Former President Jacob Zuma‘s lawyers have announced that their client will no longer participate in the State Capture Inquiry.

The Commission adjourned on Wednesday after Zuma complained that he was being cross-examined in breach of the Commission’s rules.

“We came here to tell you that we want to explore the option of going to our courts to challenge what we think is your decision but you have told us it is not. In any event I have an ethical duty myself. I believe that a client, a witness like anybody else must be treated fairly and at this point I am not sure if I would be doing my ethical duties if I proceeded in these proceedings. I think, chair, I am imploring you. I think there is something wrong not with you, not with any particular person. I am pleading with you sir to really check whether your process has not become a political process,” says Muzi Sikhakhane.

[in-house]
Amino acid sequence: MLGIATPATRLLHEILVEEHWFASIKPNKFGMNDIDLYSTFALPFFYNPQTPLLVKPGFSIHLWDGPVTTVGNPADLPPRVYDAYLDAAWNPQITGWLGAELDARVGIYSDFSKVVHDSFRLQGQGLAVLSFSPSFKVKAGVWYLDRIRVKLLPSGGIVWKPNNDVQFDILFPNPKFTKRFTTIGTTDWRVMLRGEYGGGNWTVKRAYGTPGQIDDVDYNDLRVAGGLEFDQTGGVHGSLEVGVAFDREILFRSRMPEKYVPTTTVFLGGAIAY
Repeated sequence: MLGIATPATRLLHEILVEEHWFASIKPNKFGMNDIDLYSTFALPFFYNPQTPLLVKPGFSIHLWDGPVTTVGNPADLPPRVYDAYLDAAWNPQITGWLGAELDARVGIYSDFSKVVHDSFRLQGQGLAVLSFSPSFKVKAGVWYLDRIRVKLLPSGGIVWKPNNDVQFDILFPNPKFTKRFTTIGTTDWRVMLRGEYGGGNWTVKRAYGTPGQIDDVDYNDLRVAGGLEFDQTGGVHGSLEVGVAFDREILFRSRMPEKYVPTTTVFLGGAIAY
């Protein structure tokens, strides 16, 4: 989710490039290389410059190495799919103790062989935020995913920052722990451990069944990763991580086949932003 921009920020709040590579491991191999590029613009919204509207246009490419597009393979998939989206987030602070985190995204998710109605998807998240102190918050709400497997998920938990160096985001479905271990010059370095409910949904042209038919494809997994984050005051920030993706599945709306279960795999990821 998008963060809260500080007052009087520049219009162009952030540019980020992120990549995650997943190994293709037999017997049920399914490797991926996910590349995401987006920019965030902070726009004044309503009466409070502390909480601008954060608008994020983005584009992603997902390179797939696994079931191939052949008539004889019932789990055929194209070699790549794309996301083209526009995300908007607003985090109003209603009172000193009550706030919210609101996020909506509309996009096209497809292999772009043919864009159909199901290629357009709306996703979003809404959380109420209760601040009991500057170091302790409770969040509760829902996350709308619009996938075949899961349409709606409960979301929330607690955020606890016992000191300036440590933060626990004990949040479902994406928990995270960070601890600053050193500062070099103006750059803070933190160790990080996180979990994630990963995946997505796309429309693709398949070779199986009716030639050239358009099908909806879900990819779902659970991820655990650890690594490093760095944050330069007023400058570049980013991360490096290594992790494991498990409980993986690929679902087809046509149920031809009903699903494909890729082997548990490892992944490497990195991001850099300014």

Advocate Paul Pretorius has however insisted that his questioning of Zuma is valid in light of the Inquiry’s rules.

Pretorius says there will be no special arrangement to allow any deviation from the Commission’s rules:

“We do not believe and we deny that Mr Zuma’s procedural objections, complaints and reservations are valid. His rights and the integrity of the commission will be fully safe guarded by continued adherence to the Commission’s Act regulations and rules and there is no proposal that the legal team would make to deviate from those provisions. So indeed we cannot deviate from the act the regulations and rules.”

Meanwhile, Zuma’s supporters are beginning to arrive outside the venue of the State Capture Inquiry in Parktown, Johannesburg.

Transported in mini-bus taxis, they are chanting struggle songs in support of the former president.

A scuffle broke out earlier between the Zuma supporters and Peter Bellingan, a civilian who erected a banner written “Zuma must go, corruption is a cancer that needs to be cured”. He insists that the commission must find him guilty of corruption.

However, Zuma supporters forcefully took the banner down, saying it’s in violation of Zuma’s rights as a South African.

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